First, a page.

Contact and collision sports will be a little safer in Williston this upcoming athletic season with Trinity Sports Medicine expanding to two schools in that area and Minot school athletes will have enhanced sports medicine services.
For 25 years Trinity Sports Medicine has been providing sports medicine excellence to athletes and those services will be wider-reaching and more enhanced.
Sports medicine coordinator Robyn Gust said Trinity has entered into cooperative agreements with Williston State College and Williston High School to provide sports medicine coverage to both schools. Trinity has also modified its agreement with the Minot Public Schools to add more visits to more schools and offer a broader range of coverage at sporting events.
"This expansion provides much needed allied healthcare to athletes at Williston State College and Williston High School," Gust said. "These schools previously had the benefit of only part-time sports medicine coverage or no coverage."
Carrie Eder, a certified athletic trainer, has been hired by Trinity to staff the program in Williston. She graduated from Minot State University in 2012 as part of the inaugural class of athletic trainers and worked part time at Williston State College in the past year providing athletic training services to the athletes.
Also hired by Trinity was Fred Spalding, a certified athletic trainer with extensive experience with high school athletes, who worked as a sports medicine teacher and athletic trainer in Idaho before joining Trinity Health. He will be on site at Central Campus for an hour a day right after school to care for student athletes, on site at the middle schools once a week and will cover all contact and collision sporting events for grades 9 through 12. Under the previous agreement event coverage was limited to varsity events.
Trinity Sports Medicine, as a service of Trinity Health, provides a team approach to evaluating and treating sports injuries and consulting with athletes on preventive care. Team members include certified athletic trainers, orthopedic surgeons and a sports medicine physician.
The expansion to the sports medicine services developed due to an increase in athletes needing care and needing more coverage at sporting events.
In Williston, Gust said she was approached by the football coaches at the high school after a concussion seminar and encouraged them to contact her, which they did. "The need was pushed by Williston High School because they said they needed help and they were worried about handling the new concussion laws," she added. At Williston State College, Eder contacted Gust and they approached it as a cooperative plan by hiring Eder and keeping her in Williston.
From the time Gust was approached by the football coaches to signing contracts, it took three weeks, Gust noted. "We were going to step up and take care of this," she added. "This happened fast at Williston."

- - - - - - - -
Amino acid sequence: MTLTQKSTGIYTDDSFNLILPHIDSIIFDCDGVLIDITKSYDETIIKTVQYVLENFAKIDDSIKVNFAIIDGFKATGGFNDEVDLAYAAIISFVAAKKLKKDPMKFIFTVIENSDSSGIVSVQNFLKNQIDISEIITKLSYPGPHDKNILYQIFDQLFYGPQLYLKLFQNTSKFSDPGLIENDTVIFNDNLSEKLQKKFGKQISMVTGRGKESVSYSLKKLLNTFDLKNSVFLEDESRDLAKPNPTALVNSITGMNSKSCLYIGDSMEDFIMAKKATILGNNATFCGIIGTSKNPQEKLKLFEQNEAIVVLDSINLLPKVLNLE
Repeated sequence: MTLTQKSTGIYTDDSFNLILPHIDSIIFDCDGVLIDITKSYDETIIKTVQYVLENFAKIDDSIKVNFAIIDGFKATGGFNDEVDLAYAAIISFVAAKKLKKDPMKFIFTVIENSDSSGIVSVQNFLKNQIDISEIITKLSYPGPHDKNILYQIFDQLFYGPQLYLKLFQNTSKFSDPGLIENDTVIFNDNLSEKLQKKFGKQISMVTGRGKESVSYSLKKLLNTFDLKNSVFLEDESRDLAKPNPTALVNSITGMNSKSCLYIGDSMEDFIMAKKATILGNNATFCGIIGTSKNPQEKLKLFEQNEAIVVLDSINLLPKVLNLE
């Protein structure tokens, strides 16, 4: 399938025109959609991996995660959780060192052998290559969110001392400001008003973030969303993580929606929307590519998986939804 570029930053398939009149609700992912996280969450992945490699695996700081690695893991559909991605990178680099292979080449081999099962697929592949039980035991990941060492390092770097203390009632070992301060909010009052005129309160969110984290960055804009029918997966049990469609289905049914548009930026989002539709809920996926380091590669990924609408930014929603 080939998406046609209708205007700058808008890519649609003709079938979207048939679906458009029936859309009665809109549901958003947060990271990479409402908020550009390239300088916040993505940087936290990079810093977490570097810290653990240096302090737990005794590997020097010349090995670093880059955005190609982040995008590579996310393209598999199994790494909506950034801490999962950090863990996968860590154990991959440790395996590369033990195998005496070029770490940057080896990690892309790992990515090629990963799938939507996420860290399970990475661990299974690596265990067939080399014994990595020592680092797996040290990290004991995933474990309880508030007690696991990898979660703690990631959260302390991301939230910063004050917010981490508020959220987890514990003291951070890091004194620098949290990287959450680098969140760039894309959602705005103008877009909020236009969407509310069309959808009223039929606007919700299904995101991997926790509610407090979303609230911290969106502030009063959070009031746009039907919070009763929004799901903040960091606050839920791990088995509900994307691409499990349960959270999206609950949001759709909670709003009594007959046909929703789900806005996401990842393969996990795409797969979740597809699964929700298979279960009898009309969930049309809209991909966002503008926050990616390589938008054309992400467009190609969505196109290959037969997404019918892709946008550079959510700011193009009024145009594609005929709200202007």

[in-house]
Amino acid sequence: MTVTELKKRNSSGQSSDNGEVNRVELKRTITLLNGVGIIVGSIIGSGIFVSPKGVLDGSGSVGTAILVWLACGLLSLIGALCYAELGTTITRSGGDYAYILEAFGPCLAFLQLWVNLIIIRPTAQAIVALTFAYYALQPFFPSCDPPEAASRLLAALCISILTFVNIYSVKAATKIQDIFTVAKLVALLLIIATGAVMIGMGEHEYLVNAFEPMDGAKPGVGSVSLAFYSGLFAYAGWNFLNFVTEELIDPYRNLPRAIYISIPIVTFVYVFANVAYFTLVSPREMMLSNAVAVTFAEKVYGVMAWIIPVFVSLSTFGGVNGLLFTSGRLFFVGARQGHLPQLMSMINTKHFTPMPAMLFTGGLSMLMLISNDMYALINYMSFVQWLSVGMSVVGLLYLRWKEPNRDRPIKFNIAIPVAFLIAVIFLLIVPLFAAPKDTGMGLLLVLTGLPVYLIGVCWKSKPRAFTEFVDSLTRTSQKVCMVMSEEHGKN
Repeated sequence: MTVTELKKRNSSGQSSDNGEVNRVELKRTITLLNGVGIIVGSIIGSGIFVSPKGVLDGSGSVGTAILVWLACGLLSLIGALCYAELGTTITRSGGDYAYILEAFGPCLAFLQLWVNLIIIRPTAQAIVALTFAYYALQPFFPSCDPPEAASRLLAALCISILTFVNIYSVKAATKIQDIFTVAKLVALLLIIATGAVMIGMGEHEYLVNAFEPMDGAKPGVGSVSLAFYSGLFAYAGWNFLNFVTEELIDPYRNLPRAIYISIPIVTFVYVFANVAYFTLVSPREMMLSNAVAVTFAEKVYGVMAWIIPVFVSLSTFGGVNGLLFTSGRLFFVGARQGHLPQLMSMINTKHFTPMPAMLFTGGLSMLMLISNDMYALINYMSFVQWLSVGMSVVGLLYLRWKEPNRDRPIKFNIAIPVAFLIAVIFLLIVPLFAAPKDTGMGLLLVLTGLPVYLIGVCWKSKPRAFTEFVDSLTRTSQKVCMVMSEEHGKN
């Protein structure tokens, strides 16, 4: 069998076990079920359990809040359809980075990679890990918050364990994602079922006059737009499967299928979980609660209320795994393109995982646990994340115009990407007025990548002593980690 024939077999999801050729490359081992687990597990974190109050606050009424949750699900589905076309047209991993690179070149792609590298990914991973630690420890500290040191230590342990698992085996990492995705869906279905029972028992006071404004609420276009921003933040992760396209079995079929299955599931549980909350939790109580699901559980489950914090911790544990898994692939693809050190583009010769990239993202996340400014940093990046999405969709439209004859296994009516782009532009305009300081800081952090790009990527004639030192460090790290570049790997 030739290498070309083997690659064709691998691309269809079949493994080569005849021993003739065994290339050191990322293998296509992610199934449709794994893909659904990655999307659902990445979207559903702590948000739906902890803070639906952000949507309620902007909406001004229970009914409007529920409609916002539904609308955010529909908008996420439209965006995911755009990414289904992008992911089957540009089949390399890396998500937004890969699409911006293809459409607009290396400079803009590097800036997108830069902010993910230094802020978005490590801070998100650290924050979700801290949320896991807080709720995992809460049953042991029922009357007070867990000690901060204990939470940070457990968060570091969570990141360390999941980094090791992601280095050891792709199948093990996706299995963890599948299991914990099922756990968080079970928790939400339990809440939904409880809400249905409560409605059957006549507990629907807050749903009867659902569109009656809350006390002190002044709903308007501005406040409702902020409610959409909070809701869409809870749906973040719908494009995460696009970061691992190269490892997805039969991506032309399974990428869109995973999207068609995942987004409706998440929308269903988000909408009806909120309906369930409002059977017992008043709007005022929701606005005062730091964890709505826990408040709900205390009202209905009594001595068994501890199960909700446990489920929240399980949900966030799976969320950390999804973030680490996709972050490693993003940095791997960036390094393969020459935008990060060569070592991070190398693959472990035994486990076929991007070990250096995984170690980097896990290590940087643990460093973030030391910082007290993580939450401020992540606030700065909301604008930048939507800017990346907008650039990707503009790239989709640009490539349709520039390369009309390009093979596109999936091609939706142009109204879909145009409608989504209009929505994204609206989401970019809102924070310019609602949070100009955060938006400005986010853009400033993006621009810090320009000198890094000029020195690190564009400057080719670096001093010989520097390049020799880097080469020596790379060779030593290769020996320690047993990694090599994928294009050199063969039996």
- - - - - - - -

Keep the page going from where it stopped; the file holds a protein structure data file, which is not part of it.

Gust said that during the past year her staff had seen an average of 20 to 25 athletes per day at Magic City Campus during a three and a half hour period. A survey was sent out last year, she added, and it was discovered that the training room was too small, athletes were waiting too long to receive care and there was no athletic training coverage for games below the varsity level. Kids would get hurt at sporting events below the varsity level and have to go to the athletic trainer at Magic City Campus the next day, Gust continued, but now they will be able to get treated at the game. Administration said the sports medicine services needed to provide better access to immediate care, she added.
Before the expansion, Gust said there wasn't any sports coverage in Williston and there was no access to athletic trainers during the day. At Minot Public Schools, kids from Central Campus would have to go over to Magic City Campus and would often wait for up to an hour to see the trainer, she continued, and by the time the trainer would get to the athlete, the athlete's practice would be over.
There were also nine high schools that were covered by sports medicine staff before the expansion, Gust said. Adding a junior college and Central Campus were like adding two schools, she added. "We needed to grow for our communities," Gust said. "Schools are busting at the seems and we need to make sure we provide the best care we can."
The sports medicine staff had never been at the middle schools before the expansion of the program, either, Gust said, and those kids didn't have anywhere to go. Now a certified athletic trainer will check in once a week and will be at Erik Ramstad Middle School on Mondays, Memorial Middle School at the Minot Air Force Base on Wednesdays and at Jim Hill Middle School on Fridays, she explained. They will be available on those days at 4 p.m.
At Central Campus starting this school year, Gust said Spalding will be at a location in the East Gym each day after school from 2:45 to 3:45 p.m. "And that's huge for those kids not having to go anywhere and (Spalding) will be at all of their games," she added.
"This expansion will result in better access for public school athletes and will supplement the athletic training room hours currently scheduled in the afternoons at Magic City Campus," Gust said. "By providing sports medicine services at more events and offering visits at Central Campus, athlete injury concerns can be addressed immediately during games and in a more timely fashion after school by offering an additional site for athlete care."
Gust said she and her sports medicine team can see the expansion of the program potentially carrying over into middle school football and basketball games in the next two years. "We're going to make it (the program) functional this year and next year we'll make it pretty," she added.
"We just want people to know we're there so the athletes know we're available."